O'Dell, Scott. 1960. Island of the Blue Dolphins. New York: Dell Publishing Co. ISBN 0440940001
A little-known island off the southern coast of California in the early to mid 1800s is the setting for O'Dell's story. Karana and her brother, members of an Indian tribe living in the village of Ghalas-at, are accidentally left behind on the island when the tribe decides to relocate to the coast of Southern California. After her brother is killed by wild dogs, Karana is left completely alone, a girl Robinson Caruso. Based upon a true story, Karana spends 18 years alone before being found and brought to California. What transpires here is a story of courage, steadfastness, self-discovery, and hope.
O'Dell's story is not long and each chapter is a story unto itself. It is written in a quiet manner, where one can feel Karana's thoughts and understand her. Karana's pain and anguish at losing her brother are very keen. Scott O'Dell has conducted his research on the islands mentioned in the story and the life of these ancient Indian groups and has utilized it in the novel. There are notes at the end of the novel where the author explains more about the idea for the novel.
While Karana does survive, she does so with the knowledge gained from watching her older sister and the women in her tribe. None of her activities are beyond what might have actually happened within her tribe. O'Dell uses Indian superstitions in giving Karana cause to think of what might happen to her if she makes weapons, a job assigned only to the men and warriors of her tribe. Necessity makes Karana finally break the tribal taboo, only to discover that nothing happens to her when she makes bows and arrows and a fishing spear.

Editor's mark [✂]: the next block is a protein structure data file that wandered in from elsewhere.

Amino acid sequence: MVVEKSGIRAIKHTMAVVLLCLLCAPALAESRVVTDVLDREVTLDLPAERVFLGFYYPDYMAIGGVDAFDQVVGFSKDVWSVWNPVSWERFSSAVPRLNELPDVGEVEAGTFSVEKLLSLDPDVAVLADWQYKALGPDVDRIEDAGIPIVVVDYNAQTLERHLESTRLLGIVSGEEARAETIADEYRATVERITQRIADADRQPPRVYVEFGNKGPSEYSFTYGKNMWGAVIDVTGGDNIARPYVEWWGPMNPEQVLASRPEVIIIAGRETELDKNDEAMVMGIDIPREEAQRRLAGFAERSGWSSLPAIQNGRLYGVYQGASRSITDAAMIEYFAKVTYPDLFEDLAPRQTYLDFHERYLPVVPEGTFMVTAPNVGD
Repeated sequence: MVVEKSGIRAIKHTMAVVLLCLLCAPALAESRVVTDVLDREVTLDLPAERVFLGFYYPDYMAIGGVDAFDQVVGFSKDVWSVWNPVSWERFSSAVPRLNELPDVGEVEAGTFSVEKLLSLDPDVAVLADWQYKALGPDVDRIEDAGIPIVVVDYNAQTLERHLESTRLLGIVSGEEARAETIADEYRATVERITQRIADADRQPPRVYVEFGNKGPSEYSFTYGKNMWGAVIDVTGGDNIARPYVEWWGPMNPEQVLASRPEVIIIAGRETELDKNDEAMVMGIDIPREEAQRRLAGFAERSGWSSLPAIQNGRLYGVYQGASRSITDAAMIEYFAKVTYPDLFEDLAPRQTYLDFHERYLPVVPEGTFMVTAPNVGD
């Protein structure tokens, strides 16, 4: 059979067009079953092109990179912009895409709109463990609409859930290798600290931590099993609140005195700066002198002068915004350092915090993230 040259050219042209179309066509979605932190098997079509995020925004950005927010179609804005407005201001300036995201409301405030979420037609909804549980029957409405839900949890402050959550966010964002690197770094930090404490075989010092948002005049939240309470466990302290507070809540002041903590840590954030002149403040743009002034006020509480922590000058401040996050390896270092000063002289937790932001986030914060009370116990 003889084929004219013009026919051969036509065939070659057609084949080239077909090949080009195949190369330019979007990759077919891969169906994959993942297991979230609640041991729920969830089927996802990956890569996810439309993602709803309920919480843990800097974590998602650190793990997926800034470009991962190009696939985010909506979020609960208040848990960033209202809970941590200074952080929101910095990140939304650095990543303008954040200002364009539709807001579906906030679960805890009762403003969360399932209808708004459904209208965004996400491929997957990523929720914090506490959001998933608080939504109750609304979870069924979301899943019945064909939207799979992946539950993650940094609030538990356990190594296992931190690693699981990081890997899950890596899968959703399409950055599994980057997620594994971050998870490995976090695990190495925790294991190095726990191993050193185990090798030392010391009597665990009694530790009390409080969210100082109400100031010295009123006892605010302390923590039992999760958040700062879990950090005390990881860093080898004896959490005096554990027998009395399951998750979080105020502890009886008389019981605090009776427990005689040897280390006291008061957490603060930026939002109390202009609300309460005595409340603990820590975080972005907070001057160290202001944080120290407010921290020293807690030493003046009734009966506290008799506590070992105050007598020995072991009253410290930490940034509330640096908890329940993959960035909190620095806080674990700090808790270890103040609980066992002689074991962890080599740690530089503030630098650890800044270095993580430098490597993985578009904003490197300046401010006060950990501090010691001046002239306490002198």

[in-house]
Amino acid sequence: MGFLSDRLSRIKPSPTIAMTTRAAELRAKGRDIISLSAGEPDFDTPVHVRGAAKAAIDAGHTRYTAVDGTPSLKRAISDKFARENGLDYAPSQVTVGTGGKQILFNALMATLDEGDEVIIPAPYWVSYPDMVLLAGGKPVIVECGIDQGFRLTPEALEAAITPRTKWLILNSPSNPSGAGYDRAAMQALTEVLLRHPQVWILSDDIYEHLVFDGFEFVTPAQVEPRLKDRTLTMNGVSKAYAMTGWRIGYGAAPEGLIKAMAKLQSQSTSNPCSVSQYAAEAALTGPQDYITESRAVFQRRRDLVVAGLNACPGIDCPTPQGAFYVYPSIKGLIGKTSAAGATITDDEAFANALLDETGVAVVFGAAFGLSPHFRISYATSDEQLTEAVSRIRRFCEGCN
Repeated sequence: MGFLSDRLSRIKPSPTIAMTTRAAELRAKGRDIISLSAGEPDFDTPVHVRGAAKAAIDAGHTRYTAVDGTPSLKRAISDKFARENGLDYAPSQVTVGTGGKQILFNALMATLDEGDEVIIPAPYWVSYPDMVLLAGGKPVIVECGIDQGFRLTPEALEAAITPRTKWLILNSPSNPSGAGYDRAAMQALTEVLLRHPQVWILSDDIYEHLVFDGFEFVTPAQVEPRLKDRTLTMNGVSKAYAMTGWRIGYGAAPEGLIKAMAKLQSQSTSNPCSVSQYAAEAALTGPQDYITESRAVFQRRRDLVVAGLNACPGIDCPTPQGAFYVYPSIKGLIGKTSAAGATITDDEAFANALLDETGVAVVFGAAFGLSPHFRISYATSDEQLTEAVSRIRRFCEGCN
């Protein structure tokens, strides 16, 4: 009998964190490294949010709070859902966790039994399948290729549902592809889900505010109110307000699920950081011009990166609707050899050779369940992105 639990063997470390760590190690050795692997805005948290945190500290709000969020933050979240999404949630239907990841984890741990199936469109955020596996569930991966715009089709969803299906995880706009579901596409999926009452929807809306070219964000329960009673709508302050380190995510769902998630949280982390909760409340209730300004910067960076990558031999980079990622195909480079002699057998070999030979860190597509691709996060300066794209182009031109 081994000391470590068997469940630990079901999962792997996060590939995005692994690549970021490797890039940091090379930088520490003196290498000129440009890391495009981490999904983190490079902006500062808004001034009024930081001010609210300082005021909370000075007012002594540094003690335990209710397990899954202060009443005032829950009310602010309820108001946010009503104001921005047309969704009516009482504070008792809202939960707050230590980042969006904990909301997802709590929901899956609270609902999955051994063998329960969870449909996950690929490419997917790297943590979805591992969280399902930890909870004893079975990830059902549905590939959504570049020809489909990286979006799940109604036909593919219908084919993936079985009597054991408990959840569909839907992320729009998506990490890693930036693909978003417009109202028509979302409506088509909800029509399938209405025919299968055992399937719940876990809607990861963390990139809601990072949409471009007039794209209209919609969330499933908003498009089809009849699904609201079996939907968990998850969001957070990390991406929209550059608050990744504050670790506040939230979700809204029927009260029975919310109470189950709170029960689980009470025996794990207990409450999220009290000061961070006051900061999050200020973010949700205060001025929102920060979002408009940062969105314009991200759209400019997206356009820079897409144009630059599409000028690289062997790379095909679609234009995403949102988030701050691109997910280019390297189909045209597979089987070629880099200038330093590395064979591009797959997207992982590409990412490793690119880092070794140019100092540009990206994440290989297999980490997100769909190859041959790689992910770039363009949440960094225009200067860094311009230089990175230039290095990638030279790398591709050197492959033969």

Written completely in first person, the reader sees all the action from Karana's viewpoint, but it is a viewpoint that includes the emotions and reactions of other characters in the novel.
Island of the Blue Dolphins is quietly written but filled with much for readers to learn about the value of life and companionship.
School Library Journal: "A haunting and unusual story based on the fact that in the early 1800's an Indian girl spent 18 years alone on a rocky island far off the coast of California."
ALA Booklist: "A moving and unforgettable story."
Bulletin of the Center for Children's Books: "Recommended."
Horn Book: "Strange and beautiful, revealing courage, serenity, and greatness of spirit."
Encourage students to research more about the Lost Woman of San Nicholas and other Indian groups of the time period.
Research the Aleut Indians.
Encourage students to research more on earthquakes and tsunami waves, both of which occur in the novel.
Extra research can be conducted on the animals and food plants Karana mentions in the novel.